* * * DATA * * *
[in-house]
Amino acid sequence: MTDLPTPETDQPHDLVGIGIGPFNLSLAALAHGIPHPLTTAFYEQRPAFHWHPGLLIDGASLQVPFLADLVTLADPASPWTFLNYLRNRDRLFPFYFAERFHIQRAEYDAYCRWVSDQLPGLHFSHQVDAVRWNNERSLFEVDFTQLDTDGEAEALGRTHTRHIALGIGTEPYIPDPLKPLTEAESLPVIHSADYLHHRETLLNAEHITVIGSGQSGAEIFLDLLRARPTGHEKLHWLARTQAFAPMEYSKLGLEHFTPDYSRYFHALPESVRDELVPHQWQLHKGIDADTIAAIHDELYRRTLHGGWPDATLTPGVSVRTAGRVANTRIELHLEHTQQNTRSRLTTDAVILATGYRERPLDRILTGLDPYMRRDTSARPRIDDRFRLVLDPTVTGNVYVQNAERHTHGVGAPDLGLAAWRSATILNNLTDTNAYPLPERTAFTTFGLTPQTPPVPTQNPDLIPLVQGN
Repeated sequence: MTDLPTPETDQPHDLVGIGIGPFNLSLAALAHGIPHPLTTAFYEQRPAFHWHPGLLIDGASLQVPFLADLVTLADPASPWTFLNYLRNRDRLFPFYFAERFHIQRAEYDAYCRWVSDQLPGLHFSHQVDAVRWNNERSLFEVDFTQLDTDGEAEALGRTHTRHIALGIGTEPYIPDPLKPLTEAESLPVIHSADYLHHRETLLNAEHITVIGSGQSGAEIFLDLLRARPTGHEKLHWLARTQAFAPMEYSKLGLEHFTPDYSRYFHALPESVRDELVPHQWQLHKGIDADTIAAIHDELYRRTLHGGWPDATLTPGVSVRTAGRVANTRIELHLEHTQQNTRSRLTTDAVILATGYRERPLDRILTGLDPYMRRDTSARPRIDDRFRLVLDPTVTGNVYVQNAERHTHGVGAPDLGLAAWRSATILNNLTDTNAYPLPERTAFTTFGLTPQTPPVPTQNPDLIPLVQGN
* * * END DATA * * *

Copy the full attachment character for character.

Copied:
[in-house]
Amino acid sequence: MTDLPTPETDQPHDLVGIGIGPFNLSLAALAHGIPHPLTTAFYEQRPAFHWHPGLLIDGASLQVPFLADLVTLADPASPWTFLNYLRNRDRLFPFYFAERFHIQRAEYDAYCRWVSDQLPGLHFSHQVDAVRWNNERSLFEVDFTQLDTDGEAEALGRTHTRHIALGIGTEPYIPDPLKPLTEAESLPVIHSADYLHHRETLLNAEHITVIGSGQSGAEIFLDLLRARPTGHEKLHWLARTQAFAPMEYSKLGLEHFTPDYSRYFHALPESVRDELVPHQWQLHKGIDADTIAAIHDELYRRTLHGGWPDATLTPGVSVRTAGRVANTRIELHLEHTQQNTRSRLTTDAVILATGYRERPLDRILTGLDPYMRRDTSARPRIDDRFRLVLDPTVTGNVYVQNAERHTHGVGAPDLGLAAWRSATILNNLTDTNAYPLPERTAFTTFGLTPQTPPVPTQNPDLIPLVQGN
Repeated sequence: MTDLPTPETDQPHDLVGIGIGPFNLSLAALAHGIPHPLTTAFYEQRPAFHWHPGLLIDGASLQVPFLADLVTLADPASPWTFLNYLRNRDRLFPFYFAERFHIQRAEYDAYCRWVSDQLPGLHFSHQVDAVRWNNERSLFEVDFTQLDTDGEAEALGRTHTRHIALGIGTEPYIPDPLKPLTEAESLPVIHSADYLHHRETLLNAEHITVIGSGQSGAEIFLDLLRARPTGHEKLHWLARTQAFAPMEYSKLGLEHFTPDYSRYFHALPESVRDELVPHQWQLHKGIDADTIAAIHDELYRRTLHGGWPDATLTPGVSVRTAGRVANTRIELHLEHTQQNTRSRLTTDAVILATGYRERPLDRILTGLDPYMRRDTSARPRIDDRFRLVLDPTVTGNVYVQNAERHTHGVGAPDLGLAAWRSATILNNLTDTNAYPLPERTAFTTFGLTPQTPPVPTQNPDLIPLVQGN